this reason, the picture we have of the Brazilian sociologist today is largely
inspired by his career. This picture, which had begun to form by at least the
mid-twentieth century as a consequence of the establishment of the University
of Sao Paulo, the research model introduced by the 1933 Free School of Sociology
and Politics of Sao Paulo (Escola Livre de Sociologia e Politica de S?o Paulo), and
the Brazilian tradition of the public intellectual, combined teaching according
to a scientific pattern with involvement in the public concerns of the country.
In fact, Fernandes and his contemporaries saw Brazil as embarking on an era
of hope, full of promise, revealing its ability to "forge in the tropics the founda?
tions of a modern civilization" (Fernandes, 1965: 394). In brief, it was a period
of enormously energetic enthusiasm, in which the emergence of infinite possi?
bilities for cultural development was linked with a belief in the economic, politi?
cal, and social modernization of the nation with industrialization and urbanization
as its dynamic pole. Every Brazilian aware of these transformations was?let us
admit it?seduced by the aspiration to a civilized future. S?o Paulo was the
epicenter of the energetic convergence of economic and political power with the
"world of the spirit." Wealth and intellect found a common purpose in full-blown
modernization. As Georg Simmel (1978: 437) had pointed out, "Alongside the
impersonal objectivity inherent in the content of intelligence there exists an
extremely close relationship between intelligence and individuality.... The dual
role played by brains and money becomes intelligible if one distinguishes their
essentially objective content from their function or, in other words, from the uses
to which they are put." The increasing differentiation of culture and democrati?
zation of access to cultural life, combined with economic dynamism and great
social mobility (that is, the objective and the subjective dimensions of wealth),
provided the necessary conditions for a formal equalizing of these two spheres.
Along with these changes went the building of democratic institutions and
agencies that would finance the developmentalist policy of the Brazilian state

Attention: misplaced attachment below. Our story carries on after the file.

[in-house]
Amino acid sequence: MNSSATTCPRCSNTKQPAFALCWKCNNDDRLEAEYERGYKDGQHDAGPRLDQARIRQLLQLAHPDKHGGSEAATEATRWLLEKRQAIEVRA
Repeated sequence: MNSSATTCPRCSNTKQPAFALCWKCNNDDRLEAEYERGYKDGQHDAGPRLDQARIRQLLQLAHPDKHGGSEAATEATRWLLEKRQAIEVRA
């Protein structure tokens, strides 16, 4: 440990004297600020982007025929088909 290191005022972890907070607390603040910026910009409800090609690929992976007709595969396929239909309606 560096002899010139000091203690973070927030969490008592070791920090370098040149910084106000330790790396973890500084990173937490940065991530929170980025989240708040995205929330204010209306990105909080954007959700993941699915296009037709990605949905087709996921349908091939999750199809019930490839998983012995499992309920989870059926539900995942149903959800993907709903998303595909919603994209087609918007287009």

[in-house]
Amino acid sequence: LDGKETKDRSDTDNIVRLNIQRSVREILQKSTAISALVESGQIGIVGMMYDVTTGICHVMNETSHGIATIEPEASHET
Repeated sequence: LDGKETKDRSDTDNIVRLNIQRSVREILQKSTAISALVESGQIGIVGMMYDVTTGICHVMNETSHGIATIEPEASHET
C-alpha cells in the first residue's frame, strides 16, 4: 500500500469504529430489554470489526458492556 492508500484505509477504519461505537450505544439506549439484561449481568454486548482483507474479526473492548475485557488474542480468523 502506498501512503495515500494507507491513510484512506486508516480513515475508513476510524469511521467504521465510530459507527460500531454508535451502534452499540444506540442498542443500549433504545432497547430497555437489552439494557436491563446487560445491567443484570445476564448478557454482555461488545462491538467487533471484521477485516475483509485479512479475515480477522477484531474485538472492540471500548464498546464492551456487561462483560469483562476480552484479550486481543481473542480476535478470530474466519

in the 1946-1964 period. Openly modernizing governments introduced measures
to overcome Brazil's backwardness and the traditional forms they had inherited.
Sociology in Brazil drank from the font of that modernization, taking as its
fundamental challenge the opportunities opened up by the shaping of a modern
society and the tensions, frustrations, and dilemmas created by the consequent
transformations. Social change became the central question that mobilized the
country's intellectuals. Concern about modernization was not new: it had occu?
pied the hearts and minds of educated Brazilians at least since Independence.
What was new was the way they began to think about the question?their ideas
of scientific knowledge based on rigorous research and the way these affected
the tenor of the debate. The novelty was that the new scenario called attention
to the social bases of scientific thought, abstract awareness being typical of
democratic contexts: "It is not things in themselves that lead to abstracting and
analysis. The cause is social: it is due to the size and structure of the group shar?
ing this awareness. We can conclude that a democratic society is better suited

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102 LATIN AMERICAN PERSPECTIVES

to discovering the abstract correlations between things than an aristocratic one"


(Mannheim, 1963: 265).
Fernandes's sociological ideas drew heavily on the sociology of Karl Mannheim.
This is apparent in the importance he gave to the role of intellectuals in the life
of a society. His awareness that Brazil's path to modernization was unique did